Don’t let 2014 DB opportunities pass you byNews added by Benefits Pro on April 7, 2014
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y Paula Aven Gladych

The average funded status for pension plans was 92 percent to 95 percent in early 2014, according to research by Towers Watson. That’s good news for defined benefit plan sponsors, but now is the time for employers to give some serious thought to the future of their plans, according to Paul Bosse, Kimberly Stockton and Nathan Zahm, defined benefit retirement plan experts at Vanguard.

The biggest thing plan sponsors need to do in light of the increase in funded status is to take action to retain their robust funding, while at the same time recognizing that funded status is a key influencer in decision-making going forward, Vanguard said.

Zahm, senior investment actuary for Vanguard, said that a good starting point for employers is to know their plan’s maximum funding level. The maximum funding level is different from a full-funding target, where plan assets meet 100 percent of liabilities. It is the funding level where a plan sponsor will want to be in a very low risk, well-matched portfolio.

"Depending on a plan’s status and the sponsor's objectives, maximum funding levels vary," Zahm said. "For instance, the starting point for an open plan (one that expects to continue indefinitely) would be excess assets about equal to ten times the normal cost of the plan," he said. This equates to a plan sponsor expectation that benefits will continue to accrue for about ten years out.

"A closed plan rule of thumb starts at about five times the plan's normal cost — less, if the plan is considering freezing or termination," he said. "And if a plan is frozen, a maximum funding level of about 105 percent of the liability would be appropriate. Anything more could risk stranding assets in the plan."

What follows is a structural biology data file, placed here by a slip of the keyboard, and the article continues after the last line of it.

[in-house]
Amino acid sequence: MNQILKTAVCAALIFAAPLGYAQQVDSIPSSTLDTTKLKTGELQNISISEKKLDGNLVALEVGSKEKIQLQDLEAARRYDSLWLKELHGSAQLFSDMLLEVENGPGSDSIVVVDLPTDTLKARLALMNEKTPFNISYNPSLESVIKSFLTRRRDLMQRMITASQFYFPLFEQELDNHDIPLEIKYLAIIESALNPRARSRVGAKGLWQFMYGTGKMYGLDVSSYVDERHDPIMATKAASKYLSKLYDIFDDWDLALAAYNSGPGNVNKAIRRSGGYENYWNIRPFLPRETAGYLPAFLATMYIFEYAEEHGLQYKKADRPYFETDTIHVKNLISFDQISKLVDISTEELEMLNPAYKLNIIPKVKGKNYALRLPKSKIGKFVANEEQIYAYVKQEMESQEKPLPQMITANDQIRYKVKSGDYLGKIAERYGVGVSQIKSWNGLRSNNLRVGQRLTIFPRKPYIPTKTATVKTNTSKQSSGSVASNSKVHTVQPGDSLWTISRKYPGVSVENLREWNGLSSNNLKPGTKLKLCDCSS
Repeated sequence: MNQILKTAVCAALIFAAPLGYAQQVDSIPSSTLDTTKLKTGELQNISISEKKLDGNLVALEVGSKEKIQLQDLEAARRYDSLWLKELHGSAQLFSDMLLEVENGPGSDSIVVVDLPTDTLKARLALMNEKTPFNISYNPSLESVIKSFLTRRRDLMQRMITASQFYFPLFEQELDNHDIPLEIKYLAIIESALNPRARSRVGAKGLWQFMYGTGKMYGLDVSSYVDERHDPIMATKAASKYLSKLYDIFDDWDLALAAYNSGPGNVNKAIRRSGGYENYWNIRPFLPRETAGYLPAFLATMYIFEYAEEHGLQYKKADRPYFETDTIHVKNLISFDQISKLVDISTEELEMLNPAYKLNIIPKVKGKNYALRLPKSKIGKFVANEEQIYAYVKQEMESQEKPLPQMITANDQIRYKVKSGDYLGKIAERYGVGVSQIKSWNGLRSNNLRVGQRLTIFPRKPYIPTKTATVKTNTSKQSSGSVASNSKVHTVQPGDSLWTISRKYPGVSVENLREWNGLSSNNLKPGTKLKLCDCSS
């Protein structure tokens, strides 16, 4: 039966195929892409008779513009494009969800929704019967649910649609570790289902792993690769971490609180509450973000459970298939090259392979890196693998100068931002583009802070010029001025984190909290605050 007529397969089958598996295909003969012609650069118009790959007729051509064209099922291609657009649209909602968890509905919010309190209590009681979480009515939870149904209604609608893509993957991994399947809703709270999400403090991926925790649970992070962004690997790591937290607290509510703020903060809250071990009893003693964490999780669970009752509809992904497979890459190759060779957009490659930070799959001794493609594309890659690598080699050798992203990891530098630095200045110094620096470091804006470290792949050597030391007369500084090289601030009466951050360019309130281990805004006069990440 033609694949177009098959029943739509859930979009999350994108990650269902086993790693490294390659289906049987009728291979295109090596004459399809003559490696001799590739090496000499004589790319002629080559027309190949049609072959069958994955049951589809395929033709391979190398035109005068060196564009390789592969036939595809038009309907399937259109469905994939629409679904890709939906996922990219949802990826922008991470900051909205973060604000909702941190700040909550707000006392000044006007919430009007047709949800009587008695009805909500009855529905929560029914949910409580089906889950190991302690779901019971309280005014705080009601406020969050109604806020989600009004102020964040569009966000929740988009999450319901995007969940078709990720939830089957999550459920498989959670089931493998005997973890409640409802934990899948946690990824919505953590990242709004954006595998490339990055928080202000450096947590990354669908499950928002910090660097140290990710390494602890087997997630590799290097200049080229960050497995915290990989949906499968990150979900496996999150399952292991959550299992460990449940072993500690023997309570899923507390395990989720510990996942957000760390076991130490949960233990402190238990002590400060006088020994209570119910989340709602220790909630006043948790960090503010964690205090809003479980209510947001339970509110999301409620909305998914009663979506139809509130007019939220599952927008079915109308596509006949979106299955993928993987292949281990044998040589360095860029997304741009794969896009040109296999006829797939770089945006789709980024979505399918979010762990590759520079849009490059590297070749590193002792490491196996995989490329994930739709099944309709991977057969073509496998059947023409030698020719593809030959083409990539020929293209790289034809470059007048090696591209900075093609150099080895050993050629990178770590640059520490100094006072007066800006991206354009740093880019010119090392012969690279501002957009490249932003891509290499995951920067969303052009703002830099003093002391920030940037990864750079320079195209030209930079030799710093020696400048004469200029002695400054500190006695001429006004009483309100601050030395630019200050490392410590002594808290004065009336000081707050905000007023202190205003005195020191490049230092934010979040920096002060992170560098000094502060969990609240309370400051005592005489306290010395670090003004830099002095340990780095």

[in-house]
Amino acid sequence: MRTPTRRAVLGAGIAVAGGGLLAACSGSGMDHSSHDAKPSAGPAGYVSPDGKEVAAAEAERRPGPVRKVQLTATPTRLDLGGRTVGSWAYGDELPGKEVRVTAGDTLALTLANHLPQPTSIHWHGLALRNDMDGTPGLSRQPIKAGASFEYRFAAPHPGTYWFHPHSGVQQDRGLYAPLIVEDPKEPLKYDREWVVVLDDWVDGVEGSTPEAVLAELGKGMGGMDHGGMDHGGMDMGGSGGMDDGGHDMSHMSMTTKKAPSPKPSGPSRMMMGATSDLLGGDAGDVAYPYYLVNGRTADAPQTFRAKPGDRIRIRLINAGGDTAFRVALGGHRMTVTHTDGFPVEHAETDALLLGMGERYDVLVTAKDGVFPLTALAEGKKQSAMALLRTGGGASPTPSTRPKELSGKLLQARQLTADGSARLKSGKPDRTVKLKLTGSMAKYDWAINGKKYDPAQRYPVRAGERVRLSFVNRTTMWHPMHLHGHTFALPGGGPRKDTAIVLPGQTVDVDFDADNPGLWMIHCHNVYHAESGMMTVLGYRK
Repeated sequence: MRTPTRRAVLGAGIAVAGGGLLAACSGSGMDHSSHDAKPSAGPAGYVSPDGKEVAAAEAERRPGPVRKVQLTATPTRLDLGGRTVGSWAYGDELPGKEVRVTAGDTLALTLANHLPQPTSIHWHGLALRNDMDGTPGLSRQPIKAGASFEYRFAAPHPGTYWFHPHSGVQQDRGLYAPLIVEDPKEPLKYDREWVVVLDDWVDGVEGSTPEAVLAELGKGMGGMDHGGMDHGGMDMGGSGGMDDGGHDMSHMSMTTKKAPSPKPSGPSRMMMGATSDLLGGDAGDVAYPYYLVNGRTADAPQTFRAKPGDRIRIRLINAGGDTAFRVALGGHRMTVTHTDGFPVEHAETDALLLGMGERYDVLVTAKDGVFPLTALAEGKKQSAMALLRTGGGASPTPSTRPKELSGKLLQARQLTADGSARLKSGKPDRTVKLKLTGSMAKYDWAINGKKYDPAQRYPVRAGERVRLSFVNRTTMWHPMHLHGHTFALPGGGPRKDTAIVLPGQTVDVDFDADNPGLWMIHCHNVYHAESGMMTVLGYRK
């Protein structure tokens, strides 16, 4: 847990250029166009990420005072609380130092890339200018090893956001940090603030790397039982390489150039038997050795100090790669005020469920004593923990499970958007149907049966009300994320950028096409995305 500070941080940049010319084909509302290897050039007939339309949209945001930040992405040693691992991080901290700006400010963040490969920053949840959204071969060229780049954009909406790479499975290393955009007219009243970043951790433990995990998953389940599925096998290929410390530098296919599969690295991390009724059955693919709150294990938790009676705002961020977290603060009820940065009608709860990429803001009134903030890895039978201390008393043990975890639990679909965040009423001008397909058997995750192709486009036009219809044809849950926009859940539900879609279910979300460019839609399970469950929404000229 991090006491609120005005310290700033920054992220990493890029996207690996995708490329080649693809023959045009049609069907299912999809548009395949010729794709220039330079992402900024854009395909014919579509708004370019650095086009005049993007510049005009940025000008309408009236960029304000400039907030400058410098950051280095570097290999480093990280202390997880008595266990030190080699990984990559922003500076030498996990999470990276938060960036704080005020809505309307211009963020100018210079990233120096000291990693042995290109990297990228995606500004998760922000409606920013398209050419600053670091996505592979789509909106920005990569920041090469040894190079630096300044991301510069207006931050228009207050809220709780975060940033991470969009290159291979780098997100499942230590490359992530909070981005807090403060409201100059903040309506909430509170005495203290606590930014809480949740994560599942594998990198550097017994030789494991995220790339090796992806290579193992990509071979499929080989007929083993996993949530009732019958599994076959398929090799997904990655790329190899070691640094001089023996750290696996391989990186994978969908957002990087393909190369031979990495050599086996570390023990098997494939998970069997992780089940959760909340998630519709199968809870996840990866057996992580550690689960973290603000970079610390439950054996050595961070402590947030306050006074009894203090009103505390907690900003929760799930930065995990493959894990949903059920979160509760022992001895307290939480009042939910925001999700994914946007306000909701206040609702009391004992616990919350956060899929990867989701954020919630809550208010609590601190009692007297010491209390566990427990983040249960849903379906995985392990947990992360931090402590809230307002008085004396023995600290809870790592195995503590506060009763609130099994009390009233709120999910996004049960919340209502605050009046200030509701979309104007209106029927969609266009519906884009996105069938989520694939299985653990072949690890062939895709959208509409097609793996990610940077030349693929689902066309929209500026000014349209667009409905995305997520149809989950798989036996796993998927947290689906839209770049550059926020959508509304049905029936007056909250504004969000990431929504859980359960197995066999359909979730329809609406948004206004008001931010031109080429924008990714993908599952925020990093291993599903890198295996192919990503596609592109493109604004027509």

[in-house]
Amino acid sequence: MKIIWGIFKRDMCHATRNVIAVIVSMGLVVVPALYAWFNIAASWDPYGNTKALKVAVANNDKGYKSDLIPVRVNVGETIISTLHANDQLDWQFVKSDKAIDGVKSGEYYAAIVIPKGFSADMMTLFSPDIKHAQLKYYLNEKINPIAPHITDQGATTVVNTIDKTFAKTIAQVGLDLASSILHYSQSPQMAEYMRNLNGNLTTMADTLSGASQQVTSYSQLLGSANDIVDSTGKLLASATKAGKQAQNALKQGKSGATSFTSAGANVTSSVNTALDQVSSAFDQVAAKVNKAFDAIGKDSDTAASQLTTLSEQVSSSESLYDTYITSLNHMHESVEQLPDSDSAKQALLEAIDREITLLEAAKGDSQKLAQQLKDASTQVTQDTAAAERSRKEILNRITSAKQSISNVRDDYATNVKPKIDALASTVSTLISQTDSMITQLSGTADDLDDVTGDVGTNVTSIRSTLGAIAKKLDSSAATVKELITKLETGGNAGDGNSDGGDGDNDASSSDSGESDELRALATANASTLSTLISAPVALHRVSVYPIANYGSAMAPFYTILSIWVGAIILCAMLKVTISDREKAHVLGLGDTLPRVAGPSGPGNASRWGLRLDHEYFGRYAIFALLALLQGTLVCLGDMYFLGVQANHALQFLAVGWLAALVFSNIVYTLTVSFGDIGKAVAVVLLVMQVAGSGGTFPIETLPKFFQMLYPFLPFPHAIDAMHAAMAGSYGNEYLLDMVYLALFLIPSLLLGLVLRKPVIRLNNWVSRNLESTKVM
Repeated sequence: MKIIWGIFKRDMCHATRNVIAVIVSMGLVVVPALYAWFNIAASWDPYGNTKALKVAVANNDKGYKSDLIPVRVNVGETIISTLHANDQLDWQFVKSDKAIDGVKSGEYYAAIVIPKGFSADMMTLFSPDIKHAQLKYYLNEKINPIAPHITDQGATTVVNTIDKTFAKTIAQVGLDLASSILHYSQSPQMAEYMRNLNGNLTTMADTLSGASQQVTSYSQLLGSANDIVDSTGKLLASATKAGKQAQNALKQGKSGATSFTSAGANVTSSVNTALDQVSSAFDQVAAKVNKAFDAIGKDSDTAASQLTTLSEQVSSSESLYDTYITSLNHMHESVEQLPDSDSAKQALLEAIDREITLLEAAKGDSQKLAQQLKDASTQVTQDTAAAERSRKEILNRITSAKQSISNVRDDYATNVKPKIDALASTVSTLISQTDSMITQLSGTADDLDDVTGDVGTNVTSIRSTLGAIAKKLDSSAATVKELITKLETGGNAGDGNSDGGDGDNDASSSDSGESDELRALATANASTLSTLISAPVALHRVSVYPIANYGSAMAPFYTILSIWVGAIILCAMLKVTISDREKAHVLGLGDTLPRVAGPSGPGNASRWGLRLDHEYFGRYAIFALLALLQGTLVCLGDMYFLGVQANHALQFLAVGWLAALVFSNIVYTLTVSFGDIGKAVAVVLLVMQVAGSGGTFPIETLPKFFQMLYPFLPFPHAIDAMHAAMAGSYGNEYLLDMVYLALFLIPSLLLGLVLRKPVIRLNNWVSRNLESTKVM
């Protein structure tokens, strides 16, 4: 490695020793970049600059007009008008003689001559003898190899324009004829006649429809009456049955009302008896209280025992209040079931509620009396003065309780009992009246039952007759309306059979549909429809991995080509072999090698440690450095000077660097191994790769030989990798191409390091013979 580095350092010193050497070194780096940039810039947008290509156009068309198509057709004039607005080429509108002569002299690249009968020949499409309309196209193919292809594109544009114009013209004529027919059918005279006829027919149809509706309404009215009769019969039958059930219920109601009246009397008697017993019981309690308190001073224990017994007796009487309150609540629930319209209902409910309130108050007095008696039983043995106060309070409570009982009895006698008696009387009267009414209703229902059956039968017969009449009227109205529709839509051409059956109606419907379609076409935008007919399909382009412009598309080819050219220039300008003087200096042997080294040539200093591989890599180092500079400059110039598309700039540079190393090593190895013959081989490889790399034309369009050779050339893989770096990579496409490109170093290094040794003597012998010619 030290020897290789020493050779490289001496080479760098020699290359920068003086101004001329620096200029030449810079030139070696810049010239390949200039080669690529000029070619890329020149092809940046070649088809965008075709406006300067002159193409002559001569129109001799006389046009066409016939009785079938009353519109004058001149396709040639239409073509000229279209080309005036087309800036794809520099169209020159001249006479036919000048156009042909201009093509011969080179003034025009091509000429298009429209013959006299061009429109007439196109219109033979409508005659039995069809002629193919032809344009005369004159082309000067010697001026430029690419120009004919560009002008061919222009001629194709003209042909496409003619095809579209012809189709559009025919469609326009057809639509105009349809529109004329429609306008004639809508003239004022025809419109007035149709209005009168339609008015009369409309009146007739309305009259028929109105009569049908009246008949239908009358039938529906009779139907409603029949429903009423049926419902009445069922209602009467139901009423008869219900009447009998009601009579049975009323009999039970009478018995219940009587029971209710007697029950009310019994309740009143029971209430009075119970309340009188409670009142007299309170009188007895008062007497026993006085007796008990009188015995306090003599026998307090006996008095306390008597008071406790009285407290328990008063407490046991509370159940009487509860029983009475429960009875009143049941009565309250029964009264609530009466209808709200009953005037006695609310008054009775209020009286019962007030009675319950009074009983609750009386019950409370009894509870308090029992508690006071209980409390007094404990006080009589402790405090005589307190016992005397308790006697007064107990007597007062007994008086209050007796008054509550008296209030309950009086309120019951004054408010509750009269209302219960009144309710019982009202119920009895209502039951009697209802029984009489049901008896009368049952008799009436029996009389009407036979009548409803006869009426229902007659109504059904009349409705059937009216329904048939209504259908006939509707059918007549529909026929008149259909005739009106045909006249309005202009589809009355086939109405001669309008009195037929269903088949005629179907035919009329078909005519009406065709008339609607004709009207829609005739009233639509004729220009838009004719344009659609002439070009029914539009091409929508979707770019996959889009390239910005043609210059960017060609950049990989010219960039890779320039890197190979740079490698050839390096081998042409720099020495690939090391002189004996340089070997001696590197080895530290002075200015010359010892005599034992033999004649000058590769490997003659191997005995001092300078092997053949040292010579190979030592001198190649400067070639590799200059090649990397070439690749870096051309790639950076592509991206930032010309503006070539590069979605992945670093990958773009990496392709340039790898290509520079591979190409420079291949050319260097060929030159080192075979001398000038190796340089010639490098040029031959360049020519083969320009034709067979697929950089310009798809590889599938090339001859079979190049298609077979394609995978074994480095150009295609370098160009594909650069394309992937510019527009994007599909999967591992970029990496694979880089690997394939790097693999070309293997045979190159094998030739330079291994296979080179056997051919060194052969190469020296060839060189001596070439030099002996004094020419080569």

The next step is finding a glide path to achieve your maximum funding level, said Stockton, an investment analyst with Vanguard.

"It's better for sponsors to think about the low-risk portfolio they want to have in place when their plan's maximum funding level has been determined. Once this is known, they can map a glide path from the current funding level and asset allocation to the maximum funding level, identifying triggers that change asset allocation and shed risk as funded status improves. In this way, sponsors can achieve the right balance between a plan's risk and return at all levels of funding," she said.

It is one thing to develop a glide path and another to execute it in a timely manner, said Bosse, a principal at Vanguard. Problems can be averted if the plan adopts a dynamic investment policy statement, he said.
“When funding-level triggers are reached, asset allocation can automatically shift in a timely manner, helping to lock in funded status gains and control risk and financial-statement volatility. What's more, plans without an automatic asset-shift not only miss de-risking opportunities—they also run the risk of losing funded-status gains,” he said.

Now that your plan’s funded status is in a good position, the next step is to consider immunization or termination. Immunization means maintaining a stable funded status with as little volatility as possible. That is achieved through a combination of corporate and Treasury fixed income assets. The other option is to terminate the plan. The cost of terminating a plan can be just as much as maintaining the plan so the defined benefit plan’s investment committee needs to determine which path is right for their plan.

One way plan sponsors can reduce the amount of pension liability and its risks and volatility is to offer terminated vested participants a lump-sum distribution instead of an annuity.

Originally published on BenefitsPro.com
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